-Brandon Ledet

The Predator (2018)

Everything about The Predator makes it sound like it’s exactly My Thing. Director Shane Black’s most recent feature, The Nice Guys, is one of my favorite comedies in recent memory. His 1987 collaboration with screenwriter Frank Dekker, The Monster Squad, was a personally formative introduction to classic horror tropes & monsters for me as a young child. The original Predator film (in which Black appeared as an actor in a minor role) isn’t exactly my favorite Arnold Schwarzenegger classic, but is still a wonderfully tense, over-the-top sci-fi creature feature with an incredible monster design. Black’s latest sequel to that action-horror milestone even participates in a suburban-invasion monster movie trope that I’m always a sucker for, making me far more forgiving than most audiences for little-loved films like The Lost World: Jurassic Park, Strange Invaders, and even Alien vs. Predator: Requiem. That’s why it’s so baffling that The Predator is likely the worst experience I’ve had with a movie all year, a total letdown.

After the laugh-a-minute slapstick violence of The Nice Guys, the last thing I expected from The Predator was to relive my discomfort watching the Deadpool movies. The same performatively #edgy, coldly sarcastic, Gen-X throwback humor that makes Deadpool so exhaustingly unfunny is rampant here, with Black & Dekker indulging in their worst impulses as provocateur humorists who believe they’re pushing the envelope of Political Incorrectness but at this point are only reinforcing the status quo. The difference is that watching Deadpool with a live audience is an alienating experience where everyone in the room Gets The Joke but you, whereas The Predator’s humor falls flat with the entire room. Jokes about “Assburgers,” Tourette’s, “loonies,” and men named Gaylord play to laughless, stony silence. An extensive bit where Olivia Munn must strip naked to escape death is only made more uncomfortable by extratextual reports of the actor’s anger over been tricked into working with an undisclosed sexual predator in the cast (in a since-deleted scene). The problem isn’t that this style of juvenile shock humor is too offensive or tasteless to be enjoyed in public. It’s that it has become so old-fashioned that it’s too hacky to be funny.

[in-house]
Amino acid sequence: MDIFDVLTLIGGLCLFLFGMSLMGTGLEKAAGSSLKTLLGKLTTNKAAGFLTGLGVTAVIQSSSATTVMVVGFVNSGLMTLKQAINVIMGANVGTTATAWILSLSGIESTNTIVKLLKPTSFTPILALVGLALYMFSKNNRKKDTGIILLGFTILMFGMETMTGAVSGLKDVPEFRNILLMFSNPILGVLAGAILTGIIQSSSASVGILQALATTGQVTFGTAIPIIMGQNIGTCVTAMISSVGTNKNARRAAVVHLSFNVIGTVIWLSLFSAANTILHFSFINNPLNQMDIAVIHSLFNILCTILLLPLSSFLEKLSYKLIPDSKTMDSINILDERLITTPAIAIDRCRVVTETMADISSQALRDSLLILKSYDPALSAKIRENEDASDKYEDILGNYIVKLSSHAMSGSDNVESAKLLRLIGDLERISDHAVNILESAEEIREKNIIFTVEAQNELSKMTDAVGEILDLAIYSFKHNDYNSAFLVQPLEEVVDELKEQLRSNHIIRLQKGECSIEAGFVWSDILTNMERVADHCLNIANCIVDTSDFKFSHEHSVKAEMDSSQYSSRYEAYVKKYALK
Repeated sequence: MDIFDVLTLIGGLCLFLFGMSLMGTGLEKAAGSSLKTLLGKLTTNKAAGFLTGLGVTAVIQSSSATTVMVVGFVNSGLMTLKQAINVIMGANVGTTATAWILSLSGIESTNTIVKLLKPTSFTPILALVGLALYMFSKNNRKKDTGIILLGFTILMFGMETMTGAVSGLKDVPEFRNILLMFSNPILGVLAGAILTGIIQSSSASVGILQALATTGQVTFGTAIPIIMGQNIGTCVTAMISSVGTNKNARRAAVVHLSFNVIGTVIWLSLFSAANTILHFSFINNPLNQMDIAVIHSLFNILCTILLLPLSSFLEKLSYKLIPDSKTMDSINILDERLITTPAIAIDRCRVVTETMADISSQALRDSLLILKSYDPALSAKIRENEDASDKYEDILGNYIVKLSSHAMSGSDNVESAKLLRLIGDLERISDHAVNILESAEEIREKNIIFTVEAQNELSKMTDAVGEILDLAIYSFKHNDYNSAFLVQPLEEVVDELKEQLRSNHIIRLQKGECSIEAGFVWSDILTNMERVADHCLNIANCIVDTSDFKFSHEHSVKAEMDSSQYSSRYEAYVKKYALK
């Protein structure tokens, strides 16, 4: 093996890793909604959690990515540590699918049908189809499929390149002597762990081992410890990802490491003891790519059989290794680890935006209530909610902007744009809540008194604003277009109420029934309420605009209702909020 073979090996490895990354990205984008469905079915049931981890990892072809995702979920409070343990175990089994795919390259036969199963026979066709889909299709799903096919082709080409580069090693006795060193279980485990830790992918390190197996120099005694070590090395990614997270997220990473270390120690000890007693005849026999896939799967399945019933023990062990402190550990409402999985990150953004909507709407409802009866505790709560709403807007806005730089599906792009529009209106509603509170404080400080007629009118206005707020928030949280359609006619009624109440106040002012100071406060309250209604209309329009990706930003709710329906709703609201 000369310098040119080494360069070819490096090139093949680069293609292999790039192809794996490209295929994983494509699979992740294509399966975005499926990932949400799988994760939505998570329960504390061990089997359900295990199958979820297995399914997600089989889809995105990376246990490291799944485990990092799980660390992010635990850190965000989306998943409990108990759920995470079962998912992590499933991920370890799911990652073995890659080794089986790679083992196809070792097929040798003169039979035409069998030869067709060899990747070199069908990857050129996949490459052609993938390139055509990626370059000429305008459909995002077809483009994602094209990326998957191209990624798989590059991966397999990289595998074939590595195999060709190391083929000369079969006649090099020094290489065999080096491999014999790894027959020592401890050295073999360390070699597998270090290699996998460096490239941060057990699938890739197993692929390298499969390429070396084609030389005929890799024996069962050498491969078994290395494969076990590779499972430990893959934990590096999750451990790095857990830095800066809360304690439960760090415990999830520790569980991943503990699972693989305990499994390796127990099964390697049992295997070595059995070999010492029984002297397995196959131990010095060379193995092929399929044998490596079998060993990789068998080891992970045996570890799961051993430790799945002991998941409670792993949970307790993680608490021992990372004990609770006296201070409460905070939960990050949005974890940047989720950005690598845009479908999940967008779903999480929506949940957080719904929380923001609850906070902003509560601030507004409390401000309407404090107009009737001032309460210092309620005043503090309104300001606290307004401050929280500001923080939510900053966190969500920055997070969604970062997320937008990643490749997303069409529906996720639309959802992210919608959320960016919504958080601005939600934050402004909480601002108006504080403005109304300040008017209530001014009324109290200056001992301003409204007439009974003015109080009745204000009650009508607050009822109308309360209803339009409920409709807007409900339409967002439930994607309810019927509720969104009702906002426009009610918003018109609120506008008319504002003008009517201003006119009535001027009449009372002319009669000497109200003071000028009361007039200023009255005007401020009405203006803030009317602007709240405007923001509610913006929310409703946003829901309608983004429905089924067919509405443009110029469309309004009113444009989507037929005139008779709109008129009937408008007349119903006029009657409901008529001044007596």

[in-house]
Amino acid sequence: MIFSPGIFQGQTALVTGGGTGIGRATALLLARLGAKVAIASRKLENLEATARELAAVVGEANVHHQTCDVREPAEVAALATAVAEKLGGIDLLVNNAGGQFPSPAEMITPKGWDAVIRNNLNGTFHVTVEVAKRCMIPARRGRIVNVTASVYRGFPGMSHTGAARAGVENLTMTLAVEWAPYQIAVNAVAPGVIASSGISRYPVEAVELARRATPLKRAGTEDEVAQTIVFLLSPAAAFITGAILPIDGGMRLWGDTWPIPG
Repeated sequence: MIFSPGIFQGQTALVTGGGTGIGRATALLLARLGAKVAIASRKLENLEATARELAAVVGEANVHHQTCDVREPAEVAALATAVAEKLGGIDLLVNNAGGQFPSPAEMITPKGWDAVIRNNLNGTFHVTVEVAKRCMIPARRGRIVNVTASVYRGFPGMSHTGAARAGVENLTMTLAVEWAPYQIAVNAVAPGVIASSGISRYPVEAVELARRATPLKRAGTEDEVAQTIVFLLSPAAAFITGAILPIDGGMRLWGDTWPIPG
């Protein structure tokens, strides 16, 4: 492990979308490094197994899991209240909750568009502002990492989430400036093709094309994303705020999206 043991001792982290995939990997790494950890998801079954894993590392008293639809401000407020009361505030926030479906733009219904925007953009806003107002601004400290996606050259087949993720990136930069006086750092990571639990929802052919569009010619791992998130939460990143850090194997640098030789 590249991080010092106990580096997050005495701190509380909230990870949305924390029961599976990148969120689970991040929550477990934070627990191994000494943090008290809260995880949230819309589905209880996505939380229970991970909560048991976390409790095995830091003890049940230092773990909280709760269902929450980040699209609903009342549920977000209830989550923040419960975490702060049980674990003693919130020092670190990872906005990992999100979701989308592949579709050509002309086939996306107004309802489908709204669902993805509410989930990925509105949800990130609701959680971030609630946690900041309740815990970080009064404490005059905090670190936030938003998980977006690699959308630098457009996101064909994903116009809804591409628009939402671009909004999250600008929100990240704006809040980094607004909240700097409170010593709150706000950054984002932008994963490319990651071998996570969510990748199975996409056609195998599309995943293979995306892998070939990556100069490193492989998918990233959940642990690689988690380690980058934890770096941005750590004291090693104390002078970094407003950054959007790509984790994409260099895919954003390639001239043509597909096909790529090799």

A UFO crashes, releasing a Predator at the edge of the suburbs. The government attempts to cover it up. Escaped mental patients feebly attempt to kill it. A precocious child (played by Jacob Tremblay, who might need the talent agent equivalent of Child Protective Services at this point of his career) saves the day through his autistic superbrain. It’s all wacky, disconnected nonsense barely edited together with any sense of linear coherence in service of franchise-minded worldbuilding. Some of the franchise set-up is admittedly fun – namely in the film’s conceit that the Predators are intergalactic travelers that purposefully merge their DNA with various species, leading to hybrid specimens like dog-Predators & gigantic mega-Predators. Mostly, though, it makes The Predator feel like an inconsequential episode in a franchise looking to reinvigorate itself for future follow-ups. In true Deadpool fashion, Black & Dekker even joke about that franchise-wide storytelling style in the dialogue, having a government goon explain that the Predators have arrived on Earth before in ’87 & ’97, “but lately visits have been increasing in frequency,” a blatant dig at projects like the Alien vs. Predator crossovers and 2011’s (totally fine, but mostly forgotten) Predators. The problem is, though, that like most of the film’s humor, the joke falls flat and only serves to question what we’re even doing here, why we’re even bothering – both as creators and as audience.

Not everything about The Predator is horrendous. Olivia Munn & Trevante Rhodes mostly escape with their reputations intact. Sterling K Brown is, despite the material, genuinely fun to watch as a scenery-gnawing government goon, making even the emptiest phrases like “Fuck yeah,” land with surprisingly satisfying humor. Jacob Tremblay & Keegan-Michael Key fare the worst, but can’t be blamed for the idiocy they were employed to recite, dialogue where phrases like “Shut the fuck up!” are considered the pinnacle of verbal quipping. Some of that failed humor is softened by the cheap-thrills payoffs of the film’s hard-R gore & creature feature delights, which are admirably dedicated to practical effects. Speaking as a shameless gore hound & a lover of over-the-top monster movies, though, there’s no amount of practical splatter or space alien badassery that can fully cover up the stink of a comedy that fails this disastrously to be funny. The jokes are plentiful here, but plenty unamusing – sucking all of the fun out of the room with each #edgy punchline. There have likely been worse releases this year, but none I would have seen on purpose, none with this amount of unfulfilled promise.

-Brandon Ledet